The reduced formality of the AIM listing process is not accompanied by a lack of rigorousness. Legal and audit due diligence is extremely detailed and comprehensive. Further, as with any public listing, the company must be prepared for the increased scrutiny of outside investors, accountability of officers and directors, disclosure of financial information and corporate activities, and susceptibility to the vagaries of an open market. AIM also requires companies to issue reports of major corporate developments, half-year unaudited interim accounts, and year-end audited annual accounts.
Total fees of admission to AIM, including commissions to brokers and legal and audit fees, may be approximately 5 to 12% of the total capital raised by the listing company.
Once the listing process is complete, the company's shares begin trading via London Stock Exchange member brokers and share prices will be visible across the London Stock Exchange's worldwide network of 90,000 information terminals.
AIM and the Mining Industry
Mining companies make up one of the largest sectors in AIM. The mining sector includes over 140 companies and accounted for approximately 15% of AIM's total capitalization in 2005. The sector is split primarily between UK (56%), Australian (14%) and Canadian companies (13%). However, the AIM mining sector is dominated by four companies (First Quantum Minerals, Bema Gold Corporation, Peter Hambro Mining, and Highland Gold Mining), which account for a third of the sector's market capitalization. Further, the top five companies, by revenue, accounted for over 70% of the AIM mining sector's total revenue in 2004.
Mining companies listed on AIM had a market capitalization of $9.5 billion in 2004, an increase of 47% from the previous year. This increase was due partly to increased commodity prices. However, the market capitalization growth rate of AIM-listed mining companies has outpaced the industry as a whole due to AIM's ability to attract new investment in the mining industry. In 2004, companies within the AIM mining sector raised nearly $1 billion in net cash proceeds through the issuance of shares on AIM, a 300% increase from the previous year. Further, several of these capital raising events individually netted greater than $50 million. Share issue costs for mining company transactions were approximately 5% of the gross proceeds raised.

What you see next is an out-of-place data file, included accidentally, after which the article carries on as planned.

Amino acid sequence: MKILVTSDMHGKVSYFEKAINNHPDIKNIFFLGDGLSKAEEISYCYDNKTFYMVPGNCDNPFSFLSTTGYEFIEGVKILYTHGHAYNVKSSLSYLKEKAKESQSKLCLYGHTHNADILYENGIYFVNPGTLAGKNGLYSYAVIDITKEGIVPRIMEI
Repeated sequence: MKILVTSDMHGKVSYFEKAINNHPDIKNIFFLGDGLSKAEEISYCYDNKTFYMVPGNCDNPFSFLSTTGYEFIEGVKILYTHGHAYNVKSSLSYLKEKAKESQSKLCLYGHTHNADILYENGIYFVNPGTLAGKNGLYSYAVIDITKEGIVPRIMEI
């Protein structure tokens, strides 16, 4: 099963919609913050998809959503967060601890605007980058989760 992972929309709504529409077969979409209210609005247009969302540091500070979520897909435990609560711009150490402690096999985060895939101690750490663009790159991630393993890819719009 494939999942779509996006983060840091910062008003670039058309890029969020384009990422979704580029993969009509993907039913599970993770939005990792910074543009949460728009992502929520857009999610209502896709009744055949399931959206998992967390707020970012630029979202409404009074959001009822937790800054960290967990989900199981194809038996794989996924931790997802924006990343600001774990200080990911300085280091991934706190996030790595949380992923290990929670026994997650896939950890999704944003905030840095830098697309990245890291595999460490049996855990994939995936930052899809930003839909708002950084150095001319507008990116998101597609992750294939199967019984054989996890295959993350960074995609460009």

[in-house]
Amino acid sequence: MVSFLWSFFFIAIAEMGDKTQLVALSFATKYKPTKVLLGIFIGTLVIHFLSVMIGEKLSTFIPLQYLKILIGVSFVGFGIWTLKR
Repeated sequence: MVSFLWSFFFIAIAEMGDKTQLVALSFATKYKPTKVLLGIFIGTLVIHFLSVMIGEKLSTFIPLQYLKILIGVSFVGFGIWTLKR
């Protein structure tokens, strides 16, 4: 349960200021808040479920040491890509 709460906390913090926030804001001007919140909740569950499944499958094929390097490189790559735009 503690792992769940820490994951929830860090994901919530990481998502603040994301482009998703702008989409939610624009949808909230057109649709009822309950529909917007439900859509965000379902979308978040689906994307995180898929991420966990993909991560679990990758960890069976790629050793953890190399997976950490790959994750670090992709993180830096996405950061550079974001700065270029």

Although stocks of AIM mining companies dropped significantly in the first quarter of 2005 amid fears of the bubble bursting in the natural resources sector and a perceived glut of new mining companies that had entered AIM, entrance into AIM and investment in shares of AIM companies continued. In 2005, a total of 66 mining companies entered AIM, raising approximately $460 million, and companies within the AIM mining sector raised nearly $1 billion in further issuances. The mining sector was the ninth largest AIM sector in terms of total money raised through new issuances in 2005 and the largest sector in terms of total money raised through further issuances. Of the top fifty largest AIM companies in 2005, measured by market capitalization, seven were mining companies (six were in the top twenty-five largest AIM companies).
Although listing on a small-cap market such as AIM provides numerous benefits for companies, the decision to go public should not be taken lightly. Along with the increased ability to raise capital and the advantages of having listed shares comes the challenges and responsibilities which accompany public ownership. As is evidenced above, however, numerous mining companies have found such a listing beneficial and well worth the effort.
[Editors' Note: The source of the 2004 data in this article is Junior Mine, December 2005, PricewaterhouseCoopers ; the 2005 data are drawn from AIM's publicly available information.]